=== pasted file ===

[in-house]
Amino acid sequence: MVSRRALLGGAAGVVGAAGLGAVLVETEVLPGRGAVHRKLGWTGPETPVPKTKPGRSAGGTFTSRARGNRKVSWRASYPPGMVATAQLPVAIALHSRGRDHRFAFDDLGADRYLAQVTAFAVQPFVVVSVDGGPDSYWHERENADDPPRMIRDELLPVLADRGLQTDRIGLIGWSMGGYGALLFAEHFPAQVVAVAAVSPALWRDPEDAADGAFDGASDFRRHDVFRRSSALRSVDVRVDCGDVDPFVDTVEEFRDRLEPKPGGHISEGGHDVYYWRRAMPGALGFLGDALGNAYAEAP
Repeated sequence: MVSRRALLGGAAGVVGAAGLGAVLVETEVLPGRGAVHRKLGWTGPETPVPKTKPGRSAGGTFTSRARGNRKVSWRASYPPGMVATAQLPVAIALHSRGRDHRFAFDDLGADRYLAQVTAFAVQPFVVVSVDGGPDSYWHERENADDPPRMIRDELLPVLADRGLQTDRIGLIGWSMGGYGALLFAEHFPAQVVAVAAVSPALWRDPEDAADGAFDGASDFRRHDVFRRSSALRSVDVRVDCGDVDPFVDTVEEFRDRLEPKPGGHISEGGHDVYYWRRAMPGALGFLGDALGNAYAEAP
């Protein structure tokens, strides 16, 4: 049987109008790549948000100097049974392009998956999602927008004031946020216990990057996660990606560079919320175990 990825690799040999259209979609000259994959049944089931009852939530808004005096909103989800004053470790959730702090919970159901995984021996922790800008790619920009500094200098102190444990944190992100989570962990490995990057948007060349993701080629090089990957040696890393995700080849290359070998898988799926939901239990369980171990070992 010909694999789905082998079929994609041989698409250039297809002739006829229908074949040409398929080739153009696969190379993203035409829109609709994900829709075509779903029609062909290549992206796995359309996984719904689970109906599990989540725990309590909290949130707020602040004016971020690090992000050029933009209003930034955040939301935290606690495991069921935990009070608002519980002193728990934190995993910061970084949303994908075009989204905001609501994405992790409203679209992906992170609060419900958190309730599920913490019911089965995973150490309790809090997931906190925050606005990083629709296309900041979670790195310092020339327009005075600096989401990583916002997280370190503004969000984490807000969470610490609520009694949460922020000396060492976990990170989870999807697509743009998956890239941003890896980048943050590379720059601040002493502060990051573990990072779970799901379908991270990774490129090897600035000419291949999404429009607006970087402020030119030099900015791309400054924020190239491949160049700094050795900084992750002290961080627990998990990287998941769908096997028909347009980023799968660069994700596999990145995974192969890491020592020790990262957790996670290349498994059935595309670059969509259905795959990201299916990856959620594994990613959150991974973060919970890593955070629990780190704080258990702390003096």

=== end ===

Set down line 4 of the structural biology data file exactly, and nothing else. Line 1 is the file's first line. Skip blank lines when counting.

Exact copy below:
């Protein structure tokens, strides 16, 4: 049987109008790549948000100097049974392009998956999602927008004031946020216990990057996660990606560079919320175990 990825690799040999259209979609000259994959049944089931009852939530808004005096909103989800004053470790959730702090919970159901995984021996922790800008790619920009500094200098102190444990944190992100989570962990490995990057948007060349993701080629090089990957040696890393995700080849290359070998898988799926939901239990369980171990070992 010909694999789905082998079929994609041989698409250039297809002739006829229908074949040409398929080739153009696969190379993203035409829109609709994900829709075509779903029609062909290549992206796995359309996984719904689970109906599990989540725990309590909290949130707020602040004016971020690090992000050029933009209003930034955040939301935290606690495991069921935990009070608002519980002193728990934190995993910061970084949303994908075009989204905001609501994405992790409203679209992906992170609060419900958190309730599920913490019911089965995973150490309790809090997931906190925050606005990083629709296309900041979670790195310092020339327009005075600096989401990583916002997280370190503004969000984490807000969470610490609520009694949460922020000396060492976990990170989870999807697509743009998956890239941003890896980048943050590379720059601040002493502060990051573990990072779970799901379908991270990774490129090897600035000419291949999404429009607006970087402020030119030099900015791309400054924020190239491949160049700094050795900084992750002290961080627990998990990287998941769908096997028909347009980023799968660069994700596999990145995974192969890491020592020790990262957790996670290349498994059935595309670059969509259905795959990201299916990856959620594994990613959150991974973060919970890593955070629990780190704080258990702390003096």